By TAYLOR HARTZ
The first thing you see when you enter the home of Steve and Nicole Silva is a floor-to-ceiling map of the Appalachian Trail. Around the corner, a sign hangs on the wall reading “adventure is out there”—an adventure that Steve Silva recently spent four months seeking.
Just a few months after the newlyweds married and settled into their Lawncrest Drive home, Silva set out to tackle the 2,000 mile trail. In March, Silva packed his bags and headed to Georgia, where he began the journey he had always dreamt of taking.
Though he didn’t plan to make it home until Labor Day weekend, Silva surprised friends and family—and himself—by averaging nearly 15 miles each day.
His speed and endurance allowed him to arrive back in Southington at the end of July, more than a month sooner than anyone expected.
Silva said he enjoyed tracking his progress and measuring his distance goals along the way, noting more than 30 days where he trekked over 20 miles.
“It’s a running joke with our friends that it’s hard to keep up with him,” said Nicole.
Although he started his hike in Georgia, Silva said he immediately encountered ice, snow, and low temperatures on the trail that challenged him physically.
As he moved north, the weather warmed with the changing seasons.
“I started in winter, hiked entirely through summer, and into spring,” said Silva,
“It was great to see the trees and grass go from brown to being beautiful with flowers.”
In addition to seeing his environment change, Silva enjoyed the variety of cultures he encountered as he made his way up the map. He said the one of the best parts of his hike was “to just kind of walk north and see the different people, different towns and different ways of life.”
Silva said he was inspired by the friendly people in town and welcoming hikers he met along the trail. He recalled moments of “trail magic” when strangers or residents in town offer treats to hikers, and he said that each cold can of Coke or fresh piece of fruit was like “a little slice of heaven.”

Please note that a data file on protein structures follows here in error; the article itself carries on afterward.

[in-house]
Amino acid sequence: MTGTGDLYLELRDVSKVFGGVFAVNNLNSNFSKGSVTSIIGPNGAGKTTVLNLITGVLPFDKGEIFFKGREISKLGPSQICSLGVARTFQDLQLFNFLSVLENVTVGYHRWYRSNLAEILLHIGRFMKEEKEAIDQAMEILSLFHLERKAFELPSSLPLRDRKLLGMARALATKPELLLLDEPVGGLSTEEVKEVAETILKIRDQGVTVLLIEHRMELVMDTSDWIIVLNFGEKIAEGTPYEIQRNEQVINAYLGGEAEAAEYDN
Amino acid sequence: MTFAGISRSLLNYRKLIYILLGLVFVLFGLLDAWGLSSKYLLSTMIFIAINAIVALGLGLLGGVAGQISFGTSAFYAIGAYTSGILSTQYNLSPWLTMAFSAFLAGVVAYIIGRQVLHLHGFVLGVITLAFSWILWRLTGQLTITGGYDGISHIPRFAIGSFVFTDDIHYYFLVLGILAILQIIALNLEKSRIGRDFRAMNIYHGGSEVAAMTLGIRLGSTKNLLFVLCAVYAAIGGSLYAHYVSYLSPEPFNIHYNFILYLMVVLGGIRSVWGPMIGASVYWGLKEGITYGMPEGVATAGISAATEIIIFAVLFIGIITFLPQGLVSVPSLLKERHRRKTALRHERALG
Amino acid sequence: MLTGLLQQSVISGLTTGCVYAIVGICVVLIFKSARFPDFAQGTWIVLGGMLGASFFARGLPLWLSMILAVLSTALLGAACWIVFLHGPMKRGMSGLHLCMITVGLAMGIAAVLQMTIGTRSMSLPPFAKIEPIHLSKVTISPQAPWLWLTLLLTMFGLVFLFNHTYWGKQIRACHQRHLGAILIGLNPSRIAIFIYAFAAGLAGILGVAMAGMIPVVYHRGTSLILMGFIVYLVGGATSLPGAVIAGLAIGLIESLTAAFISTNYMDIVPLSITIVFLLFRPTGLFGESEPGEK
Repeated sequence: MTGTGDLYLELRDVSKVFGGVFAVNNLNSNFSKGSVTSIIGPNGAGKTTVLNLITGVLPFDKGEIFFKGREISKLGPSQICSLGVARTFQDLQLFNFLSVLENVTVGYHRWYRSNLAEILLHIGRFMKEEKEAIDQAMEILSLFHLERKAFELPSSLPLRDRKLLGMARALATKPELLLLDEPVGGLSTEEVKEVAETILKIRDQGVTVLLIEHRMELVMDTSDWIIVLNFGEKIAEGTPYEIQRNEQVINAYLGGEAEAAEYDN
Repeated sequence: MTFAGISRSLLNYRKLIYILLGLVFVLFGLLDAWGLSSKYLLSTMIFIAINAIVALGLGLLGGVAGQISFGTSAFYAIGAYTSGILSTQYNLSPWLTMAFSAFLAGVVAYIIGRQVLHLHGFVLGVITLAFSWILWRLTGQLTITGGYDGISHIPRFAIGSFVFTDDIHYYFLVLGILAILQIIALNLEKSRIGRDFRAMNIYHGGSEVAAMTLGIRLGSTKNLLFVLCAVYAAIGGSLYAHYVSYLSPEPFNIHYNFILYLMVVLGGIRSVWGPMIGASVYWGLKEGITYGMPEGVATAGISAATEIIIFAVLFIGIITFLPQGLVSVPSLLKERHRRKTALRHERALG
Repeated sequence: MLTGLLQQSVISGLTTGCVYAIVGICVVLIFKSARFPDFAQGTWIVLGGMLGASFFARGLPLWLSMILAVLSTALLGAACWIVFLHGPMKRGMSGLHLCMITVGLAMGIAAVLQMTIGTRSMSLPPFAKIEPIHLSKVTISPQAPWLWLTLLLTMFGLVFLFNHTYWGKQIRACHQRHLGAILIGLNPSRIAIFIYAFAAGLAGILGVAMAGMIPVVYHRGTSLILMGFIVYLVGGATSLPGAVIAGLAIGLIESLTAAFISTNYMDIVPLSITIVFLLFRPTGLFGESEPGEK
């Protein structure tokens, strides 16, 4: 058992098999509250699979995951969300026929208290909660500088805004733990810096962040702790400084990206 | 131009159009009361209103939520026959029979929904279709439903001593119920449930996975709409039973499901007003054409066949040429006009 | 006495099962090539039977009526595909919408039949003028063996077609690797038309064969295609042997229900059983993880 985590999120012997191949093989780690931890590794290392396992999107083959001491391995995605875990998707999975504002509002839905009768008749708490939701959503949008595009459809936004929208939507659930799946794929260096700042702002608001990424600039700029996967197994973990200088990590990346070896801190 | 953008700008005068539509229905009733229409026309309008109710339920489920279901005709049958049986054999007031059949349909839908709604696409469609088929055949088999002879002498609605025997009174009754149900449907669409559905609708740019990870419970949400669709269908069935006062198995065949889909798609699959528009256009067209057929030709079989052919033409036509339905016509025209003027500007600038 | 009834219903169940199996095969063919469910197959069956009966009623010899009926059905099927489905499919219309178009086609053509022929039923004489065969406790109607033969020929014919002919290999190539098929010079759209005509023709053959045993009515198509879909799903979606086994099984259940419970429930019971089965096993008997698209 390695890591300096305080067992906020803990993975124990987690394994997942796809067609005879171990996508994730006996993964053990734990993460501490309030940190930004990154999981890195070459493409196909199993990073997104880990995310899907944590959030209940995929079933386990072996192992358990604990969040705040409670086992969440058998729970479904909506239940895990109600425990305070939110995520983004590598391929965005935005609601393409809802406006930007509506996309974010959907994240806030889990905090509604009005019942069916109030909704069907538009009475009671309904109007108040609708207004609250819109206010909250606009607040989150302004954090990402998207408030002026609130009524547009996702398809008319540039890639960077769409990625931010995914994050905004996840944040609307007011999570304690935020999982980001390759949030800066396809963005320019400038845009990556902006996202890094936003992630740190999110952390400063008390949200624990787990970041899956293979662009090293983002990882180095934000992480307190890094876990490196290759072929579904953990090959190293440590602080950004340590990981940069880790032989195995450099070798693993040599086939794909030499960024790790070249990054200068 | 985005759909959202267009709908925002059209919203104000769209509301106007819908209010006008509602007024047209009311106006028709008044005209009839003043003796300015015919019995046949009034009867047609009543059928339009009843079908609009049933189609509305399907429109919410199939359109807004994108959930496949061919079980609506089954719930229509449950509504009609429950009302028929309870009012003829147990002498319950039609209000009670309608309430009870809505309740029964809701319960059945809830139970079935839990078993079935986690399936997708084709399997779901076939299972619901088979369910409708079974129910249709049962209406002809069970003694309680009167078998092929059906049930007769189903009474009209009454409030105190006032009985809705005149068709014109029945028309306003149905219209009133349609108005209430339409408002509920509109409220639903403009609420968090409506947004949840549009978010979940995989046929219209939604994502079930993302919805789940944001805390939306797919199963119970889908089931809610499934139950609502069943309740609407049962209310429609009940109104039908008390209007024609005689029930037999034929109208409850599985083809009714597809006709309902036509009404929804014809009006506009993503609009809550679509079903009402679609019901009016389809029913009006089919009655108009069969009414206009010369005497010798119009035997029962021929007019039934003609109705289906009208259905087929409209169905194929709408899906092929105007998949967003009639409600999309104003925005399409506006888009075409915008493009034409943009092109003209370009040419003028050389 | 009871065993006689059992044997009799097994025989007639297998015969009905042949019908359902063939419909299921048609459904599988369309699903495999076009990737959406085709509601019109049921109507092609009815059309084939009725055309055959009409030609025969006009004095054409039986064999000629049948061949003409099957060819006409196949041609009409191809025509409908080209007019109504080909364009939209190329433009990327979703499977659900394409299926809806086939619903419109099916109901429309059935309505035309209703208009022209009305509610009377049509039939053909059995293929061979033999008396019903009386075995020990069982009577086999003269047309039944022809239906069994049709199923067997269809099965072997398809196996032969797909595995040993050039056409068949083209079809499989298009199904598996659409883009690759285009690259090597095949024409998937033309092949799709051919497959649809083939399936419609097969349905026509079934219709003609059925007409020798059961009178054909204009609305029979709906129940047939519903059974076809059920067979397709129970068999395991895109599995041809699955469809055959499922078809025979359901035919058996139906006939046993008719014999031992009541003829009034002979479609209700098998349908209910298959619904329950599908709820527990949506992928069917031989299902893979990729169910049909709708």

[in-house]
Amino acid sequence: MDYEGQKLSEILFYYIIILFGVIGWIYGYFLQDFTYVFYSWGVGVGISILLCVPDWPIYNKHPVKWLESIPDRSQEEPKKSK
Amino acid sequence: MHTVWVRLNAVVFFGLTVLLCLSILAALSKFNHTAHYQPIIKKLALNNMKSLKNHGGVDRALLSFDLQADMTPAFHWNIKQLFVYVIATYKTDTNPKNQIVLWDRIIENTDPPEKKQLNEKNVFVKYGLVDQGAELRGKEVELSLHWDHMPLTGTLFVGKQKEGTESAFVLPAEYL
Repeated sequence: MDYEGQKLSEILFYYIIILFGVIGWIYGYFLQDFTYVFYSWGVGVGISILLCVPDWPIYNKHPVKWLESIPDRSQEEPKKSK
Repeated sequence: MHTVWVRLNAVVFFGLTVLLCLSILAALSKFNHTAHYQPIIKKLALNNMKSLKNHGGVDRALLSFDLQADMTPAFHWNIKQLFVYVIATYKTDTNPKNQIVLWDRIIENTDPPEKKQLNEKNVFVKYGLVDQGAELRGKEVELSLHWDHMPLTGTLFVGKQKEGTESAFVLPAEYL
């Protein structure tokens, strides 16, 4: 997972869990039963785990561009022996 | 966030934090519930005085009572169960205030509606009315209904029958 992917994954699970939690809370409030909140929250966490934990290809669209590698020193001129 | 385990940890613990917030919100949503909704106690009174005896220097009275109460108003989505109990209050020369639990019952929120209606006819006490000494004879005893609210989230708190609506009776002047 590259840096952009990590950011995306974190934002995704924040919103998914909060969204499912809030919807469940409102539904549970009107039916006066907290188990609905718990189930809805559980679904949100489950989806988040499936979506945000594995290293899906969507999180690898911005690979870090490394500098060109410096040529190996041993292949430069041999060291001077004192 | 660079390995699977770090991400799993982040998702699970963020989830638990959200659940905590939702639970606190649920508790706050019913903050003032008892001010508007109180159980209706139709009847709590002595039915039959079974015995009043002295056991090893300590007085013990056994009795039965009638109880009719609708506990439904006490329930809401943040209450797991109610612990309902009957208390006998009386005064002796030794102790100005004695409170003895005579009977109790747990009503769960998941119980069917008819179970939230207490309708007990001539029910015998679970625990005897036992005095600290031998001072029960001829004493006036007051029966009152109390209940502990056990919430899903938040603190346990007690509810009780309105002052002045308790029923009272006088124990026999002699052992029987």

“You really do get to see the best in people,” he said.
Although he started the adventure alone, Silva quickly became close with a few other serious hikers, including three men visiting the trail from Canada.
Silva said that while he enjoyed the company of friends he made on the trail, it was difficult to maintain his speed when hiking with others. Mostly, he traveled solo.
“Sometimes when you’ve hiked 700 miles by yourself, every day, it gets boring,” he said. Along the way, he fell into a routine of hiking a steady 10-12 miles a day. “I treated it as a 9 to 5 job.”
The challenge of adjusting to life alone affected both of the newlyweds, with Nicole at home in Southington, and Steve on the trail.
Steve said support from friends and family at home played a part in his success on the journey, while his trail journal, written under his trail name “Not Yet,” kept Nicole and others at home aware of his daily routine.
His journal allowed him to track the locations of other hikers he had met, to provide those at home with his mileage and perspective of his day, and it gave Nicole the information she needed to track his daily location on the map in their doorway.
Though he is glad to be back home with his “creature comforts and familiar faces,” Silva said that reaching the end of the trail and returning home is a major adjustment.
Now proudly calling himself a “thru hiker” Silva plans to go explore local hiking spots and get back out on the trail to cope with the bittersweet end to his journey.
“I’m not on the trail anymore, but I can still have amazing experiences right in my back yard,” said Silva.
To re-trace Silva’s route, visit his blog at www.Trailjournals.com/notyet2015